May 04, 2012, 12:03PM

The Solo Breakthrough

Jenn Wasner backs away from Wye Oak and the results are breathtaking.

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Jenn Wasner’s solo debut as Flock of Dimes is about the most promising thing I’ve heard all year. “Prison Bride” b/w “I Can’t Tell You Why (screwed mix)” are the first songs Wasner’s released outside of Wye Oak, the duo she started with drummer/keyboardist Andy Stack seven years ago. Playing hundreds of shows the past few years opening for bands like The National, Yo La Tengo, and the Decemberists inevitably took its toll, and these first couple Flock of Dimes songs are headier and more wound up than the rich, anthemic guitar rock of her main band.

Like Panda Bear’s Tomboy, you can see the instrumentation of these songs in a triangle: voice at the top, supported by spare guitar and simple beats. The explosion of affordable music equipment and technology has also led to an explosion of lazy motherfuckers who don’t want to take the time to work with what they have and make it unique or interesting. No one wants to pay to see clueless MicroKorg noodling and the stodgiest of rhythms, yet an endless sea of young musicians these days don’t seem to know what power their stompboxes and modules could potentially yield.

“Prison Bride” is that step forward. It’s a great song, because Wasner could’ve played or arranged it any way and it’d still be phenomenal. A lot of these laptop rock bands can’t stand the scrutiny of close inspection, because there’s nothing there. Modules and effects have no spirit—they’re only as emotionally potent as what you’re willing to put out. It’s a difficult time for songwriters because of how much terrain has already been covered. Revivalists abound. It’s really encouraging to hear new ideas, new sounds, and new progressions in rock/pop guitar, because even though we’ve seen it all as far as Rock ‘n’ Roll goes, the guitar is still such a powerful weapon. People relate to it: the guitarist will always be able to connect better than the DJ or the sound manipulator. It’s just a matter of finding a new take on it. With all the tools we have, it’s not that hard. But there are guitar heroes, and there are those who check their email.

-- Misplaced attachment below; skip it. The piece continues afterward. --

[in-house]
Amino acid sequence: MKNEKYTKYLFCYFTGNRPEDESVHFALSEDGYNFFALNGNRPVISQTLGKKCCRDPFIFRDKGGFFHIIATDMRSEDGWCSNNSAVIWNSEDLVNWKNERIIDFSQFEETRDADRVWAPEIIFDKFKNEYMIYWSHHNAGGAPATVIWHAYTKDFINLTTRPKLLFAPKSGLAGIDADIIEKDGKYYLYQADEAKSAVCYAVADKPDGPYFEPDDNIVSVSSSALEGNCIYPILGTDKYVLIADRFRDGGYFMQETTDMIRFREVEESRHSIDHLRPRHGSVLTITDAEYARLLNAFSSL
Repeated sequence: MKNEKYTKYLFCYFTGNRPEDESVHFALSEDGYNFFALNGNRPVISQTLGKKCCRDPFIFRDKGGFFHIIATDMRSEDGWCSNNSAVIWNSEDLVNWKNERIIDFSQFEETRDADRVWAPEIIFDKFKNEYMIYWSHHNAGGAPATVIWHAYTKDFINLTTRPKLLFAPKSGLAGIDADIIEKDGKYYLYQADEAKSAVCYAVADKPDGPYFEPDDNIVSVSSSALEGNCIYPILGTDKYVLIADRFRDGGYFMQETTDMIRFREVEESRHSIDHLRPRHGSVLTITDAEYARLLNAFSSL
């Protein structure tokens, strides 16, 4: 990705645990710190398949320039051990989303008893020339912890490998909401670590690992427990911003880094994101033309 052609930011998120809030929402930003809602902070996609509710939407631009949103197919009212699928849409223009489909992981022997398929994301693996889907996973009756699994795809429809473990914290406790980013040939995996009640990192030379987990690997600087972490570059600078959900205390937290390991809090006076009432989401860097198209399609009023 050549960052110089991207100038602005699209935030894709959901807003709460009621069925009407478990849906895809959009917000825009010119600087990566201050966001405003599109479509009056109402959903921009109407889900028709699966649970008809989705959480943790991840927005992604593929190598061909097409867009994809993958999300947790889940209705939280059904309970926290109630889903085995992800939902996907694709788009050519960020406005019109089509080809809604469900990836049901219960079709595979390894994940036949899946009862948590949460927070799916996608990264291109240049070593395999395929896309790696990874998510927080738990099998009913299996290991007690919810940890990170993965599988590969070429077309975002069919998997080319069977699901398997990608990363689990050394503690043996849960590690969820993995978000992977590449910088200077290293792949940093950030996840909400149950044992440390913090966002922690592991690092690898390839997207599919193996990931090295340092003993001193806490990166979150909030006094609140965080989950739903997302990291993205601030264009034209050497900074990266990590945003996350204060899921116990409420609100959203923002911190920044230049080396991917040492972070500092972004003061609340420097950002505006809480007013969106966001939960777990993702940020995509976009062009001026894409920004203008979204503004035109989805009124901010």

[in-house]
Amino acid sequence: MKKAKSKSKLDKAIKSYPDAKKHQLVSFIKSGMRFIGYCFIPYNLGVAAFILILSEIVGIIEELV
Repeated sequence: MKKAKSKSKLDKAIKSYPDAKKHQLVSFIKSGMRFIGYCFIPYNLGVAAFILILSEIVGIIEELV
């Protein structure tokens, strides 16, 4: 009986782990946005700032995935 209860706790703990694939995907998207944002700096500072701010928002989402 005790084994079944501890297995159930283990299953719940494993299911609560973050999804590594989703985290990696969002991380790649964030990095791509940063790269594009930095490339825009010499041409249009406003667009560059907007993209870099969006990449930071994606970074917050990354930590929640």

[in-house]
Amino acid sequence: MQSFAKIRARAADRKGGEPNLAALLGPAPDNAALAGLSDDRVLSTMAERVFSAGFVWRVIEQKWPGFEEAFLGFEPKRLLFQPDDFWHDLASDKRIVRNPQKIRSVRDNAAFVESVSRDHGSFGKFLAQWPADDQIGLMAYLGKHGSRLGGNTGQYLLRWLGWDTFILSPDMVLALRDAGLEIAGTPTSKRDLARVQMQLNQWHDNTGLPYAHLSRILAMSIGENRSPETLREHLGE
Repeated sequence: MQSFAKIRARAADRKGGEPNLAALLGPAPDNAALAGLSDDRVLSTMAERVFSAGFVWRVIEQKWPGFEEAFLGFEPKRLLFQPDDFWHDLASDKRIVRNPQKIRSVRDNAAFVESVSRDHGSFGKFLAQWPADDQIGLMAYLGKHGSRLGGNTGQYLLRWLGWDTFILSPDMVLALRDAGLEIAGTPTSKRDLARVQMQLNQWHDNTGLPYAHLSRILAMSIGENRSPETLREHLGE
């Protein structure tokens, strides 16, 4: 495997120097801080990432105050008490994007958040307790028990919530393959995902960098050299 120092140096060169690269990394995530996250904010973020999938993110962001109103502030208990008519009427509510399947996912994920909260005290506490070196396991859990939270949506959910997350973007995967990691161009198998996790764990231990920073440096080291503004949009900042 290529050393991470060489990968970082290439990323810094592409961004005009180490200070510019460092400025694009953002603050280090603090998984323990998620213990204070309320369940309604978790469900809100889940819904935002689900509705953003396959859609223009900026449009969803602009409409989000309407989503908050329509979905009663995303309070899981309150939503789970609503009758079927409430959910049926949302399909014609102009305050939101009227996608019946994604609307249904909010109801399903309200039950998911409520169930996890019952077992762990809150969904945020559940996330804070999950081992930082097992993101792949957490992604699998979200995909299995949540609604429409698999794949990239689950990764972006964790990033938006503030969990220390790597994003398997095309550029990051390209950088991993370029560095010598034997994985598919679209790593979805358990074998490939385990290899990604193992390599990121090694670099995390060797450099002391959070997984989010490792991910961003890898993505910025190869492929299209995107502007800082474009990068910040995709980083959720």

Wasner and her producer Mickey Free’s attention to detail give me the most hope. With warm, enveloping guitar textures, tight loops, and some well-placed drum/percussion bits (maybe even a keyboard part? or a pitch-downed guitar), and her silky, miasmatic vocals (“Prison Bride”’s chorus sounds distinctly Middle Eastern), Flock of Dimes’ debut offering is another triumph for the city of Baltimore. True depth and a defined sound are rare these days—watch out for Flock of Dimes as she tours with Sharon Von Etten and Dirty Projectors this spring.

“Prison Bride” is available now on Friends Records, limited to 500 copies on clear yellow vinyl.


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